Interannual variation, decadal trend, and future change in ozone outflow from East Asia
- 1State Key Laboratory of Atmospheric Boundary Layer Physics and Atmospheric Chemistry (LAPC), Institute of Atmospheric Physics, Chinese Academy of Sciences, Beijing, China
- 2University of Chinese Academy of Sciences, Beijing, China
- 3School of Environmental Science and Engineering, Nanjing University of Information Science & Technology, Nanjing, China
- 4International Joint Laboratory on Climate and Environmental Change, Nanjing University of Information Science & Technology, Nanjing, China
- 5Atmospheric Sciences & Global Change, Pacific Northwest National Laboratory, Richland, Washington, USA
- 6National Meteorological Information Center, China Meteorological Administration, Beijing, China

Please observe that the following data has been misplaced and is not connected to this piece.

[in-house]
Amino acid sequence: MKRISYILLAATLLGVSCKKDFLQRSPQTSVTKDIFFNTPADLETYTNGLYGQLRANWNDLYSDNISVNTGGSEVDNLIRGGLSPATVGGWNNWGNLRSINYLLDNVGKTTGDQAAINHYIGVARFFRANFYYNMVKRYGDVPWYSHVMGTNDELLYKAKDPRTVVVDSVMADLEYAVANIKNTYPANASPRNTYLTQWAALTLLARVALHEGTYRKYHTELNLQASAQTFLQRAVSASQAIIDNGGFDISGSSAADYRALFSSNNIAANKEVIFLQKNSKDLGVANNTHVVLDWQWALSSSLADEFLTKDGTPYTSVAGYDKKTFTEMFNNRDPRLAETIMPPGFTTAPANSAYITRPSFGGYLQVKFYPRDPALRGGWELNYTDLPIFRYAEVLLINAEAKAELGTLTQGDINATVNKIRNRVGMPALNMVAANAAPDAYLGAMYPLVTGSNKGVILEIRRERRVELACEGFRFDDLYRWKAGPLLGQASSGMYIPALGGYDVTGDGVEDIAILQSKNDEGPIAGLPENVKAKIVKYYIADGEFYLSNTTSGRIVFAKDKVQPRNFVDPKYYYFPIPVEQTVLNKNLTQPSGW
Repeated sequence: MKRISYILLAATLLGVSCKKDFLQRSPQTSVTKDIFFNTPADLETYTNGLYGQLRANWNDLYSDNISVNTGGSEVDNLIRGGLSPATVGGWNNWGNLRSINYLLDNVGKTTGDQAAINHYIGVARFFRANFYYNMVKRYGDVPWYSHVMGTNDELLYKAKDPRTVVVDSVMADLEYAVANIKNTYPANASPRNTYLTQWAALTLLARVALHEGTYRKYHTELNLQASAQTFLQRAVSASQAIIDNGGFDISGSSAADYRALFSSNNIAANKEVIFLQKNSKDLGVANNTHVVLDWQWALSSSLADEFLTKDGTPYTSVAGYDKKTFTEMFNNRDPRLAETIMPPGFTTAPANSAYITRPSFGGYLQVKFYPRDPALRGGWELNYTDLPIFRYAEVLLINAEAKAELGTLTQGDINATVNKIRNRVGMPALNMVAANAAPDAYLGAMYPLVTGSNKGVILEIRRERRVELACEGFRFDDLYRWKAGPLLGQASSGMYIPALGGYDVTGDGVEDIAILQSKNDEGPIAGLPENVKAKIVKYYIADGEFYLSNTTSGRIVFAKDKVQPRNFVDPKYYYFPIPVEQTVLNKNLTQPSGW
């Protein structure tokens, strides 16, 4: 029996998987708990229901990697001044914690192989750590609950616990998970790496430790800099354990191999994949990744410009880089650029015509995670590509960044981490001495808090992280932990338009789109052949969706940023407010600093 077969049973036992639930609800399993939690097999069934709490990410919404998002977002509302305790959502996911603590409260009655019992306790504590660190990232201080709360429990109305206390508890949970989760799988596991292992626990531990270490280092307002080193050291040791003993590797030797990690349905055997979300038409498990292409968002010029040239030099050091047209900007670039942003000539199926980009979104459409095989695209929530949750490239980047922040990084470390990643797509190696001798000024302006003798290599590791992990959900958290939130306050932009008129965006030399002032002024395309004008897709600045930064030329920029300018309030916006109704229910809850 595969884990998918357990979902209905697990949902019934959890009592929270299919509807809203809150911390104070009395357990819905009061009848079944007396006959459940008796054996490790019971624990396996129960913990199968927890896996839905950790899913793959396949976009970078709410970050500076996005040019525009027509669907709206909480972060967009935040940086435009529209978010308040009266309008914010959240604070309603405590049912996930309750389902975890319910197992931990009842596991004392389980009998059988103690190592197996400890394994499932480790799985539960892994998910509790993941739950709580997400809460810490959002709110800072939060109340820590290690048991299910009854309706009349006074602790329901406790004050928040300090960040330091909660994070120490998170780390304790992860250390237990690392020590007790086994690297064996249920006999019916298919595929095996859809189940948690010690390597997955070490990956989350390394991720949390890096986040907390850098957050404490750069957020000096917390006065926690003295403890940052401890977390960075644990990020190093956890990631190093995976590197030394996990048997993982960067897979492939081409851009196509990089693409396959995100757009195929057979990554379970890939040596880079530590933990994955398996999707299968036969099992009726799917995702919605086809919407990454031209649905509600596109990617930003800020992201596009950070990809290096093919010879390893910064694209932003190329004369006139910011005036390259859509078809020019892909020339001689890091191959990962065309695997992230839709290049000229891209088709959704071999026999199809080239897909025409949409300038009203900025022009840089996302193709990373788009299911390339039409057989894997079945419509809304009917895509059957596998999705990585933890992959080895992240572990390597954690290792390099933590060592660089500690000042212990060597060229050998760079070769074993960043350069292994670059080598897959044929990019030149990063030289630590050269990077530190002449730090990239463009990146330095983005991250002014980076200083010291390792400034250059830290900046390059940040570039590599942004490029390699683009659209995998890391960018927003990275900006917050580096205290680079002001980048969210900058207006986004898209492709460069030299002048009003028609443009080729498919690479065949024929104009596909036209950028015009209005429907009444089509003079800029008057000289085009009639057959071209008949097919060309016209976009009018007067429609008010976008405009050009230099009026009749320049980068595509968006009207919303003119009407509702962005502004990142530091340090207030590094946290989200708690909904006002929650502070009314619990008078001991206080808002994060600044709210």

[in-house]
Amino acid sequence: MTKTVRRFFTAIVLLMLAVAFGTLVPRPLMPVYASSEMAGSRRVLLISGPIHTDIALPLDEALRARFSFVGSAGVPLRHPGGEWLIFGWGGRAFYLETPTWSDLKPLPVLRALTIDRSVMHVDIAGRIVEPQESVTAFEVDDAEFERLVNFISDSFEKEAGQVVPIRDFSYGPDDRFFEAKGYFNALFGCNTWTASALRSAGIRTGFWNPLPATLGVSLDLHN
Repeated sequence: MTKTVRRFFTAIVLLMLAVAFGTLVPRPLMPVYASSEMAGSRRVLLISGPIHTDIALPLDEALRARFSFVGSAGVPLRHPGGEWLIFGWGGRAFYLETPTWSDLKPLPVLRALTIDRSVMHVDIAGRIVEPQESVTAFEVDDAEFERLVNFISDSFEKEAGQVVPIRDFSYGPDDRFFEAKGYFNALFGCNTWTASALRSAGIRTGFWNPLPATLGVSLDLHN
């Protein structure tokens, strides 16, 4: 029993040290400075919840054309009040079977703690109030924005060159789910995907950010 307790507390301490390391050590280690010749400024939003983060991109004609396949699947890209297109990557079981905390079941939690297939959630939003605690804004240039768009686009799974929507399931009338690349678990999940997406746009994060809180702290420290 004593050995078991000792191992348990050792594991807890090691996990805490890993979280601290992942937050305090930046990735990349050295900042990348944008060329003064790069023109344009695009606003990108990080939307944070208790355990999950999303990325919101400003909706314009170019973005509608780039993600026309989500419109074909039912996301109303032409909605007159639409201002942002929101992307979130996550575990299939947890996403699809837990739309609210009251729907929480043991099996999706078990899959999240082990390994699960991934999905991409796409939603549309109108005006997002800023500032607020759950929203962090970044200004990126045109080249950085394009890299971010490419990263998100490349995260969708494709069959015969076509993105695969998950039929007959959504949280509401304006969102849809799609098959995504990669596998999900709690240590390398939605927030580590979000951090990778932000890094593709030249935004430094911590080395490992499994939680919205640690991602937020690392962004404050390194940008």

Abstract. We examine the past and future changes in the O3 outflow from East Asia using a global 3-D chemical transport model, GEOS-Chem. The simulations of Asian O3 outflow for 1986–2006 are driven by the assimilated GEOS-4 meteorological fields, and those for 2000–2050 are driven by the meteorological fields archived by the NASA Goddard Institute for Space Studies (GISS) general circulation model (GCM) 3 under the IPCC SRES A1B scenario. The evaluation of the model results against measurements shows that the GEOS-Chem model captures the seasonal cycles and interannual variations of tropospheric O3 concentrations fairly well with high correlation coefficients of 0.82–0.93 at four ground-based sites and 0.55–0.88 at two ozonesonde sites where observations are available. The increasing trends in surface-layer O3 concentrations in East Asia over the past 2 decades are captured by the model, although the modeled O3 trends have low biases. Sensitivity studies are conducted to examine the respective impacts of meteorological parameters and emissions on the variations in the outflow flux of O3. When both meteorological parameters and anthropogenic emissions varied from 1986–2006, the simulated Asian O3 outflow fluxes exhibited a statistically insignificant decadal trend; however, they showed large interannual variations (IAVs) with seasonal values of 4–9 % for the absolute percent departure from the mean (APDM) and an annual APDM value of 3.3 %. The sensitivity simulations indicated that the large IAVs in O3 outflow fluxes were mainly caused by variations in the meteorological conditions. The variations in meteorological parameters drove the IAVs in O3 outflow fluxes by altering the O3 concentrations over East Asia and by altering the zonal winds; the latter was identified to be the key factor, since the O3 outflow was highly correlated with zonal winds from 1986–2006. The simulations of the 2000–2050 changes show that the annual outflow flux of O3 will increase by 2.0, 7.9, and 12.2 % owing to climate change alone, emissions change alone, and changes in both climate and emissions, respectively. Therefore, climate change will aggravate the effects of the increases in anthropogenic emissions on future changes in the Asian O3 outflow. Future climate change is predicted to greatly increase the Asian O3 outflow in the spring and summer seasons as a result of the projected increases in zonal winds. The findings from the present study help us to understand the variations in tropospheric O3 in the downwind regions of East Asia on different timescales and have important implications for long-term air quality planning in the regions downwind of China, such as Japan and the US.